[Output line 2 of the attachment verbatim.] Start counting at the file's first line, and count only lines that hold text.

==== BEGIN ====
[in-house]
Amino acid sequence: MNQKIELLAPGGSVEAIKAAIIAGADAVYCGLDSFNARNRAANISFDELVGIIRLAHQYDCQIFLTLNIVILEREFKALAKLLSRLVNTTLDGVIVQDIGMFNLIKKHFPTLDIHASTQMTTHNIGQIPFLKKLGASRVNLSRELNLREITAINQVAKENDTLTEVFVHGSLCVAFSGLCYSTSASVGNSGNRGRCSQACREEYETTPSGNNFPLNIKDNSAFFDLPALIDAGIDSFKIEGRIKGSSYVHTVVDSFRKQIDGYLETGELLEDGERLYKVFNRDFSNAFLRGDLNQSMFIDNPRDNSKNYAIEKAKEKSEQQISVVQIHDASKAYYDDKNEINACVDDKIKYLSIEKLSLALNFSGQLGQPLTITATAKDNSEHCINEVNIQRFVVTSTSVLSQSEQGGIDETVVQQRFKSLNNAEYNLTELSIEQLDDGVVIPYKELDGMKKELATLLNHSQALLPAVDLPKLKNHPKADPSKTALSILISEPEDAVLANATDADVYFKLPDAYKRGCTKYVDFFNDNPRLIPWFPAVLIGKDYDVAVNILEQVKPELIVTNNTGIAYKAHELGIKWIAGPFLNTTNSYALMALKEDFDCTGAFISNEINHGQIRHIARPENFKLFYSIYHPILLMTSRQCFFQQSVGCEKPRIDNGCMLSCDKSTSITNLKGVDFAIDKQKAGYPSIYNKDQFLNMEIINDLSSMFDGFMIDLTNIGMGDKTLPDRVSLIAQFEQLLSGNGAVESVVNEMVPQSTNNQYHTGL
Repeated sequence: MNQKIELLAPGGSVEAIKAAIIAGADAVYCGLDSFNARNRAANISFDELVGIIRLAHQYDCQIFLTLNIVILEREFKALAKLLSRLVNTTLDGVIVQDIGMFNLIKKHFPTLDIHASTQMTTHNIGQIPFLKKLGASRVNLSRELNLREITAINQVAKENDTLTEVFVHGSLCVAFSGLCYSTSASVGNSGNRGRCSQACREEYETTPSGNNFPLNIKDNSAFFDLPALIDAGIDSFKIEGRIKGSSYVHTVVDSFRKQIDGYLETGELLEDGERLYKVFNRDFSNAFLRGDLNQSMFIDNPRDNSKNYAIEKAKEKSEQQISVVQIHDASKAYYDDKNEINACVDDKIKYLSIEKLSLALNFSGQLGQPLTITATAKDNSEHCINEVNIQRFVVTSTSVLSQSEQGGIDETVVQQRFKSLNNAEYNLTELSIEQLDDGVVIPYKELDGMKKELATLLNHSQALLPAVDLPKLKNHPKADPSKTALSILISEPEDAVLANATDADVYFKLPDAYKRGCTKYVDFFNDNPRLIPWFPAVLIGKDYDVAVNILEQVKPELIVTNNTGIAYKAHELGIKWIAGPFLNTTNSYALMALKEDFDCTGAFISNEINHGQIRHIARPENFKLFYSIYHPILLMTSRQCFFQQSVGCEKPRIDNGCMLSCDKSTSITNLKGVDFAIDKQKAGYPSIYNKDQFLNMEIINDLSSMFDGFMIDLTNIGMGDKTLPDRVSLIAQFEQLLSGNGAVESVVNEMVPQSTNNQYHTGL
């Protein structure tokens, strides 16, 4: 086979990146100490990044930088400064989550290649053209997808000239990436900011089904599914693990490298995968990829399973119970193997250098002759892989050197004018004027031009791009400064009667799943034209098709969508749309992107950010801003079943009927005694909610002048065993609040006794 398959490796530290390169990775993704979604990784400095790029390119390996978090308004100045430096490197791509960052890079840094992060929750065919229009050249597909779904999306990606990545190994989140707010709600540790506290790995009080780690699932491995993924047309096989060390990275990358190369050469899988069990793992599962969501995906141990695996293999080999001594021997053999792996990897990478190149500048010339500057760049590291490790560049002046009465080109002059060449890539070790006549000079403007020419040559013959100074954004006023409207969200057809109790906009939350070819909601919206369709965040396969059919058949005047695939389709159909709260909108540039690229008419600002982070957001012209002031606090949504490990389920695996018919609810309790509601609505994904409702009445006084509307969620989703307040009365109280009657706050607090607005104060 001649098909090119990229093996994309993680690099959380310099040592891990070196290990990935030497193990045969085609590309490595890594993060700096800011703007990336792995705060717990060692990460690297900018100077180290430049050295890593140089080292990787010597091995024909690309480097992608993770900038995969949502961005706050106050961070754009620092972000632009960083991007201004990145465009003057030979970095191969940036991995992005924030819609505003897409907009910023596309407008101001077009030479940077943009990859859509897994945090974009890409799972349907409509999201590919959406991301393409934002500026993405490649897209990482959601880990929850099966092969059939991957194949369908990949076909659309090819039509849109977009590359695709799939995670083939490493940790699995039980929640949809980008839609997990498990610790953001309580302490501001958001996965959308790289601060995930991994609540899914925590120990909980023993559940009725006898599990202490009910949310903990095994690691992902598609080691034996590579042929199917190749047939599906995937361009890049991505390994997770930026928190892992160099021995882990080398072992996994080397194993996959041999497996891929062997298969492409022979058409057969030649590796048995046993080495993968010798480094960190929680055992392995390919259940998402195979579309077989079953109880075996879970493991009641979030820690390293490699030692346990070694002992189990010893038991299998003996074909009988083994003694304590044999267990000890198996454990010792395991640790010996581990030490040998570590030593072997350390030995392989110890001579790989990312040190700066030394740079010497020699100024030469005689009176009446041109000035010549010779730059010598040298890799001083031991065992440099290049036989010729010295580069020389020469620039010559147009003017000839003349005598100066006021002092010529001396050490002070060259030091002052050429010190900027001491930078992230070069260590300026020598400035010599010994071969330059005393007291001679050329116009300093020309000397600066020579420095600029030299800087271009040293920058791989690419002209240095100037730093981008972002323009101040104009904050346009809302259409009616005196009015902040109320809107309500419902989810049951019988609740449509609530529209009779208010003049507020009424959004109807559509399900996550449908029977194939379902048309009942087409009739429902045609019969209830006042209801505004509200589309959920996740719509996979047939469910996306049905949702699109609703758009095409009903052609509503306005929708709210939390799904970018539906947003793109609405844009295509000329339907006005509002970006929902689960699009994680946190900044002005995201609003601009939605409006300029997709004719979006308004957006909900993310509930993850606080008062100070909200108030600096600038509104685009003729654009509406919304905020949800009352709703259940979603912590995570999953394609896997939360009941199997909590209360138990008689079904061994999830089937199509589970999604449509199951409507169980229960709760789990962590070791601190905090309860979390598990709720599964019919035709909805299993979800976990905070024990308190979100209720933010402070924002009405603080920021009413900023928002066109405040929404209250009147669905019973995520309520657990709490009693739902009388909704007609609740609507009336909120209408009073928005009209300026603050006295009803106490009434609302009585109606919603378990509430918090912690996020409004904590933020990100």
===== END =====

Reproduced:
Amino acid sequence: MNQKIELLAPGGSVEAIKAAIIAGADAVYCGLDSFNARNRAANISFDELVGIIRLAHQYDCQIFLTLNIVILEREFKALAKLLSRLVNTTLDGVIVQDIGMFNLIKKHFPTLDIHASTQMTTHNIGQIPFLKKLGASRVNLSRELNLREITAINQVAKENDTLTEVFVHGSLCVAFSGLCYSTSASVGNSGNRGRCSQACREEYETTPSGNNFPLNIKDNSAFFDLPALIDAGIDSFKIEGRIKGSSYVHTVVDSFRKQIDGYLETGELLEDGERLYKVFNRDFSNAFLRGDLNQSMFIDNPRDNSKNYAIEKAKEKSEQQISVVQIHDASKAYYDDKNEINACVDDKIKYLSIEKLSLALNFSGQLGQPLTITATAKDNSEHCINEVNIQRFVVTSTSVLSQSEQGGIDETVVQQRFKSLNNAEYNLTELSIEQLDDGVVIPYKELDGMKKELATLLNHSQALLPAVDLPKLKNHPKADPSKTALSILISEPEDAVLANATDADVYFKLPDAYKRGCTKYVDFFNDNPRLIPWFPAVLIGKDYDVAVNILEQVKPELIVTNNTGIAYKAHELGIKWIAGPFLNTTNSYALMALKEDFDCTGAFISNEINHGQIRHIARPENFKLFYSIYHPILLMTSRQCFFQQSVGCEKPRIDNGCMLSCDKSTSITNLKGVDFAIDKQKAGYPSIYNKDQFLNMEIINDLSSMFDGFMIDLTNIGMGDKTLPDRVSLIAQFEQLLSGNGAVESVVNEMVPQSTNNQYHTGL